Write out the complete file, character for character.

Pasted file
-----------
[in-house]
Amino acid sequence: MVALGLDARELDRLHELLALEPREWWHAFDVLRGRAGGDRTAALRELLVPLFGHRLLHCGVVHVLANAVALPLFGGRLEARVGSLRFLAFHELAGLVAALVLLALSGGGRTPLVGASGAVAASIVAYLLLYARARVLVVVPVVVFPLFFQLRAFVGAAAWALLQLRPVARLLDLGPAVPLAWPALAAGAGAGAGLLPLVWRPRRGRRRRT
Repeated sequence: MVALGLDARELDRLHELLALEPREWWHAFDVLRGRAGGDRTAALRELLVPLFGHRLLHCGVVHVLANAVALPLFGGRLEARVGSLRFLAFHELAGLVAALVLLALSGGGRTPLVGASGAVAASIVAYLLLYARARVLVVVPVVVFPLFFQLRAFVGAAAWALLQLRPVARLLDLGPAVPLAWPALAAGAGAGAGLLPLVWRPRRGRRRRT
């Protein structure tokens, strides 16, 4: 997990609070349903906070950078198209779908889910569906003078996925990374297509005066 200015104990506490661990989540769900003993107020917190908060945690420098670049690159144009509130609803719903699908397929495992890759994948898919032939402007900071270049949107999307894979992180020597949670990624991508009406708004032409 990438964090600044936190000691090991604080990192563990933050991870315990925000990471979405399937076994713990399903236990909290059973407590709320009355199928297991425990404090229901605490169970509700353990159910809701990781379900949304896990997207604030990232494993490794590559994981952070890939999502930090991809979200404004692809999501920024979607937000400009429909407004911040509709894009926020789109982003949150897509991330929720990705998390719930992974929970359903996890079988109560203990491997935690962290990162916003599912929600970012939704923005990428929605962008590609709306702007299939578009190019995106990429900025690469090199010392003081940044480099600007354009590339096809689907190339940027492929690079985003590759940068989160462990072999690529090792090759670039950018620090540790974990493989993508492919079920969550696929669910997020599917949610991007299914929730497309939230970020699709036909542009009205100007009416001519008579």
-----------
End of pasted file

[in-house]
Amino acid sequence: MVALGLDARELDRLHELLALEPREWWHAFDVLRGRAGGDRTAALRELLVPLFGHRLLHCGVVHVLANAVALPLFGGRLEARVGSLRFLAFHELAGLVAALVLLALSGGGRTPLVGASGAVAASIVAYLLLYARARVLVVVPVVVFPLFFQLRAFVGAAAWALLQLRPVARLLDLGPAVPLAWPALAAGAGAGAGLLPLVWRPRRGRRRRT
Repeated sequence: MVALGLDARELDRLHELLALEPREWWHAFDVLRGRAGGDRTAALRELLVPLFGHRLLHCGVVHVLANAVALPLFGGRLEARVGSLRFLAFHELAGLVAALVLLALSGGGRTPLVGASGAVAASIVAYLLLYARARVLVVVPVVVFPLFFQLRAFVGAAAWALLQLRPVARLLDLGPAVPLAWPALAAGAGAGAGLLPLVWRPRRGRRRRT
């Protein structure tokens, strides 16, 4: 997990609070349903906070950078198209779908889910569906003078996925990374297509005066 200015104990506490661990989540769900003993107020917190908060945690420098670049690159144009509130609803719903699908397929495992890759994948898919032939402007900071270049949107999307894979992180020597949670990624991508009406708004032409 990438964090600044936190000691090991604080990192563990933050991870315990925000990471979405399937076994713990399903236990909290059973407590709320009355199928297991425990404090229901605490169970509700353990159910809701990781379900949304896990997207604030990232494993490794590559994981952070890939999502930090991809979200404004692809999501920024979607937000400009429909407004911040509709894009926020789109982003949150897509991330929720990705998390719930992974929970359903996890079988109560203990491997935690962290990162916003599912929600970012939704923005990428929605962008590609709306702007299939578009190019995106990429900025690469090199010392003081940044480099600007354009590339096809689907190339940027492929690079985003590759940068989160462990072999690529090792090759670039950018620090540790974990493989993508492919079920969550696929669910997020599917949610991007299914929730497309939230970020699709036909542009009205100007009416001519008579």